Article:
nonlinear regression function is chosen, it may represent a nonlinear TF with

less accuracy than with its linear counterpart.

In the situation described above, where the TF is nonlinear and the form of

nonlinearity is not known, we need a more flexible, self-adjusting approach

that can accommodate various types of nonlinear behavior representing a

broad class of nonlinear mappings. Neural networks (NNs) are well-suited

for a very broad class of nonlinear approximations and mappings.

6.2 A feed-forward neural network

A feed-forward neural network (NN) is a non-parametric statistical model

for extracting nonlinear relations in the data. A common NN model

configuration is to place between the input and output variables (also called

`neurons'), a layer of `hidden neurons' (Fig.1). The value of the jth hidden

neuron is

(5)

where

i

x is the ith input,

ij

w the weight parameters and

j

b the bias

parameters.

xx

xx

e

e

ee

x

−

−

+

−

=)tanh(

NRES-798 Geophysical data analysis --- Chapter 6 UNBC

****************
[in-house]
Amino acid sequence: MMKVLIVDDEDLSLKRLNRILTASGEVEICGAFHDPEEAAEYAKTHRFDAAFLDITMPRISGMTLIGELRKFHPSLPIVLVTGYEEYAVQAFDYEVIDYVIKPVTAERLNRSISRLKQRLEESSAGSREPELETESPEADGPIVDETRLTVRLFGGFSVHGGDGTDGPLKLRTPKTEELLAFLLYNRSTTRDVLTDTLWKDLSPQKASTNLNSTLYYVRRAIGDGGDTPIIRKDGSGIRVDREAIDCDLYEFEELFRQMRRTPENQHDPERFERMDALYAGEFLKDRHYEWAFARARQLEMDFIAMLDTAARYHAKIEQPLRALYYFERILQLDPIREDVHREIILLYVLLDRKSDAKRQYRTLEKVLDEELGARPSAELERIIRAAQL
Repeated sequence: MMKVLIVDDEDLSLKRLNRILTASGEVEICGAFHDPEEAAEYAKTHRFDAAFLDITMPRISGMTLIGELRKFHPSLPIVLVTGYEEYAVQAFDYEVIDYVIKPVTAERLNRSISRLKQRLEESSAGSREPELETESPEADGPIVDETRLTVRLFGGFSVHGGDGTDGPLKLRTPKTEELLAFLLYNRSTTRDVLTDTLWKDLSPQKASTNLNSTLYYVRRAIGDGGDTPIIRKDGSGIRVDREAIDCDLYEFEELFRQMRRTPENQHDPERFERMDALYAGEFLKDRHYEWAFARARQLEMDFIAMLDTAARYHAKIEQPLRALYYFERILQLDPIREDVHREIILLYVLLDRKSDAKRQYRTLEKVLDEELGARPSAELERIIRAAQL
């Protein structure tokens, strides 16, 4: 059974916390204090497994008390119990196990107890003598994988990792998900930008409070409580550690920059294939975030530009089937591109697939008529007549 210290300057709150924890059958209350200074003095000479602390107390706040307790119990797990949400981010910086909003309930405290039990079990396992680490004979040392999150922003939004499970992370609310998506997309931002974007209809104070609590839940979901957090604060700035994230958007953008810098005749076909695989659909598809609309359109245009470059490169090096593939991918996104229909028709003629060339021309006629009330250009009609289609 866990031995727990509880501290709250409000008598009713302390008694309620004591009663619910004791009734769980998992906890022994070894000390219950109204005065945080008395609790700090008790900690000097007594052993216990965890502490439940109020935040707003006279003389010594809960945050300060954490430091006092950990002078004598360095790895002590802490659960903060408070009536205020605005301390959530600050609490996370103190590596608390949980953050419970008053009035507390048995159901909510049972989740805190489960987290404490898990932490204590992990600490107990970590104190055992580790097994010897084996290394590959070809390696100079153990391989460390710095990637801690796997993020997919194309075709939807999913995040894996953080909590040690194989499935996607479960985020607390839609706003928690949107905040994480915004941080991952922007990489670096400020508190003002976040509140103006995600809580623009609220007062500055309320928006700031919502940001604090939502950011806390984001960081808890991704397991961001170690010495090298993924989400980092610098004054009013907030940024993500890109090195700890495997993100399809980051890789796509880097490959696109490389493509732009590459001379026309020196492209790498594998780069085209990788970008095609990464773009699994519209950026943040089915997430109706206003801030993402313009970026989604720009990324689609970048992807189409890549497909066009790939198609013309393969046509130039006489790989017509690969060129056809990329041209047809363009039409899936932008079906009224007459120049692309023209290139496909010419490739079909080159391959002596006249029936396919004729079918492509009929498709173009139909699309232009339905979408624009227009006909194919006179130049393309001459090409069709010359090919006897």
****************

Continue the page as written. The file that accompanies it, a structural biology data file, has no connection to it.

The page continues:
The output neuron is given by

(6)

A cost function

(7)

measures the mean square error between the model output

z

and the

observed values

obs

z

. The parameters

ij

w ,

j

w

~

,

j

b and b

~

are adjusted as the

cost function is minimized. The procedure, known as network training,

yields the optimal parameters for the network. As in standard optimization

procedure, steepest descent with momentum and adaptive learning rates was

used during the optimization.

NRES-798 Geophysical data analysis --- Chapter 6 UNBC

Fig.1 An example of a neural network model, where there are four neurons

in the input layer, three in the hidden layer, and one in the output layer. The

parameters

ij

w and

j

w

~

are the weights, and

j

b and b

~

are the biases. The

parameters

j

b and b

~

can also be regarded as the weights for constant inputs

of value 1.

6.3 Optimization

6.3.1 Newton’s method

Considering the relation

NRES-798 Geophysical data analysis --- Chapter 6 UNBC

(8)

(9)

NRES-798 Geophysical data analysis --- Chapter 6 UNBC

(10)

(11)

Applying the gradient operator to (10), we obtain

(12)

Next, let us derive an iterative scheme for finding the optimal w. At the

optimal w,0)(

=

∇